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MESSAGE FROM THE UNDERWORLD: THE ADICTS

"Dressed in their now-traditional Droog get-up of black boots and bowler hats with white shirts and slacks, The Adicts looked like they hadn't missed a beat. Monkey, in particular, looked amazingly limber and spry, like he could still fit into the clothes he was wearing on his sixteenth birthday. Unlike some classic punk rock bands who get back together to play reunion tours, benefits and selected festivals, they weren't embarrassingly fat and out of shape. They didn't look like they needed help climbing up on stage. Rather, they looked like they belonged there."



It’s a bit of a misnomer to say The Adicts came to L.A. to play with Peter and the Test Tube Babies at a surprise party for Tony Hawk in Orange County, because Monkey and Pete both reside in Southern California. Monkey lives in L.A.; Pete refuses to divulge his address, presumably to avoid the mob of angry mothers of illegitimate children he’s fathered over the years who would undoubtedly show up on his doorstep. It seems The Adicts are skateboarding’s aerial king’s favorite band, so the rest of the boys from Ipswich were flown in for the private party. Tony Hawk’s dad, incidentally, once had U.S. Bombs front man, professional skateboarder and master of disaster, Duane Peters, arrested at a skateboarding competition. How punk rock is that? Not very.

Anyway, joining The Adicts on stage to more or less make a nuisance of himself was MTV prankster and former Drew Barrymore porker, Tom Green. There are pictures of Green being Green and Tony Hawk looking very adolescent at The Adicts web site. While the band was in town they played a gig at the world-famous (for screwing bands over) Whisky, which is where I saw them, and three all-ages gigs at the Showcase Theater in godforsaken Corona, a tiny little outpost of humanity in Riverside County that I refuse to go to mainly because they don’t sell alcohol (and my friends call me unprincipled).

For a band that hasn’t played with any consistency since 1994, the Adicts sounded astonishingly good. All the blokes were there: Pete on guitar, Kid Dee on drums, Mel manning the bass guitar, and Monkey in the middle. Joining the band was a third guitar player, Scruff, who happens to be Mel’s younger brother, making the current generation of The Adicts a true family affair. Scruff apparently is part of a contingency plan in the event that Pete, who has been ill for years, is unable to finish a set. But Pete was just fine and he looked as hale and hearty as ever.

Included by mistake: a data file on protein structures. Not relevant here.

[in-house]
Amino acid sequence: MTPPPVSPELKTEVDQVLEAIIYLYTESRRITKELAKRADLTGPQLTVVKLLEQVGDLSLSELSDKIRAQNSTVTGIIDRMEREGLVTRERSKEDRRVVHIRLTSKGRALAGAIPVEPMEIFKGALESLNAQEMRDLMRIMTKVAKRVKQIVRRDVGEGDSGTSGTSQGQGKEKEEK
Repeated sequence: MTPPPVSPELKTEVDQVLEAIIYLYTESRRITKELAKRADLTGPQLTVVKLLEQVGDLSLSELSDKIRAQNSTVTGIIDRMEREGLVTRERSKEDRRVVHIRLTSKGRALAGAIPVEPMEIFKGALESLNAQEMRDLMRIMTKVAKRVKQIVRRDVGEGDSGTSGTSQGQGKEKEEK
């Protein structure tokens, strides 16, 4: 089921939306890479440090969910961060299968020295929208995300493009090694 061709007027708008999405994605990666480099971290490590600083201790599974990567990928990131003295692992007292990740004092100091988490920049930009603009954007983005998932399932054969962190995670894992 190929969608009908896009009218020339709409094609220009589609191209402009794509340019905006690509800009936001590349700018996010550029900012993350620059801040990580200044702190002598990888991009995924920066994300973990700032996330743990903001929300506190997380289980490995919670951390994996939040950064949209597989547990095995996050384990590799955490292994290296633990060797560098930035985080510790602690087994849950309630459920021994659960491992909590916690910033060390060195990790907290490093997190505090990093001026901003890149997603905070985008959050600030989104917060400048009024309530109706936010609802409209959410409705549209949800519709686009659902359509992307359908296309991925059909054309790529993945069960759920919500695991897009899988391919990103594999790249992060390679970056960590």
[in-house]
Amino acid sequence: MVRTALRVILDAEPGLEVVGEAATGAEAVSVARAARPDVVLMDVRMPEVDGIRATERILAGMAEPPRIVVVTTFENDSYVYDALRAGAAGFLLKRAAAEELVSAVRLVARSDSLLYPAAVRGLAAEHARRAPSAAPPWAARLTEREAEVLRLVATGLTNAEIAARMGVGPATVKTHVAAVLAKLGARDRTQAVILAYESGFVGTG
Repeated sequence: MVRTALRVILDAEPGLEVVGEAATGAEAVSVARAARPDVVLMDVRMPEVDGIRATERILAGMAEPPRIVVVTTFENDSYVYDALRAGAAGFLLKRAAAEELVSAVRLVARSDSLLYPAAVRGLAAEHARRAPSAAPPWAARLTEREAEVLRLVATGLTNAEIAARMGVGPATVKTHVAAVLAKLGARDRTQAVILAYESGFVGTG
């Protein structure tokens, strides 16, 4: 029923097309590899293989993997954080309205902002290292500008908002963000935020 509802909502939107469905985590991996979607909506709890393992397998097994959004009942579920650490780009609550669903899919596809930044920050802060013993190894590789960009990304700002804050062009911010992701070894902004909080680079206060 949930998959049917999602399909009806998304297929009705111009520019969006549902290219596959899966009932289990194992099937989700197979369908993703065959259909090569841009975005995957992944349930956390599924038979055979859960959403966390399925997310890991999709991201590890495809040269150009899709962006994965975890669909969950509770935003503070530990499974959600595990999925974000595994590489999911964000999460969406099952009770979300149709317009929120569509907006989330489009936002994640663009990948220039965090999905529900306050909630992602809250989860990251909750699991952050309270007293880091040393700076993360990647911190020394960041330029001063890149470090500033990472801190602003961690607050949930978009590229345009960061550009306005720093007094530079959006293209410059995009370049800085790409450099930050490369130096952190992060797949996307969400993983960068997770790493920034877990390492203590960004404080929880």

Dressed in their now-traditional Droog get-up of black boots and bowler hats with white shirts and slacks, The Adicts looked like they hadn’t missed a beat. Monkey, in particular, looked amazingly limber and spry, like he could still fit into the clothes he was wearing on his sixteenth birthday. Unlike some classic punk rock bands who get back together to play reunion tours, benefits and selected festivals, they weren’t embarrassingly fat and out of shape. They didn’t look like they needed help climbing up on stage. Rather, they looked like they belonged there.

Sad to say, in L.A. there are a lot of gigs where the band comes out with fire and gusto and the crowd is content to stand there with its thumb up its collective ass. They just stare at the band like they’re at the movies, too cool to bother to clap. I’m happy to say this wasn’t one of those gigs. Realizing that The Adicts appearance on the Sunset Strip in Hollywood was something both special and rare, all the real punk rockers came out of the woodwork for the sold out, Tuesday-night affair. After a set by The Skulls, who were joined by Weirdos guitarist Cliff Roman (!), The Adicts took the stage. Pure pandemonium. The pit was packed and the kids sang along and pumped their fists to “Viva La Revolution,” “Straight Jacket,” “Songs of Praise,” “Joker in the Pack,” “Chinese Takeaway,” “Easy Way Out” and “How Sad.” I love it when kids know all the words to songs that are older than they are.

I’ll tell you what else I love. I love those moments when the band members all look up from their instruments at more or less the same time, and acknowledge one another with a smile that says: “This is so fucking cool, I can’t believe we’re doing this.” The Adicts aren’t kids, they aren’t new at this, they’ve toured the world many times over, and, quite frankly, it isn’t getting any easier for them. But there they were, looking at each other, just beaming away, only this time the message seemed to be “This is so fucking cool, I can’t believe we ever stopped.”







ABOUT THE AUTHOR

Jim Ruland lives in L.A. and writes for the punk rock fanzines Razorcake and Destroy All Monthly. The Discovery of America, a punk rock picaresque, is presently being serialized at Sweet Fancy Moses.


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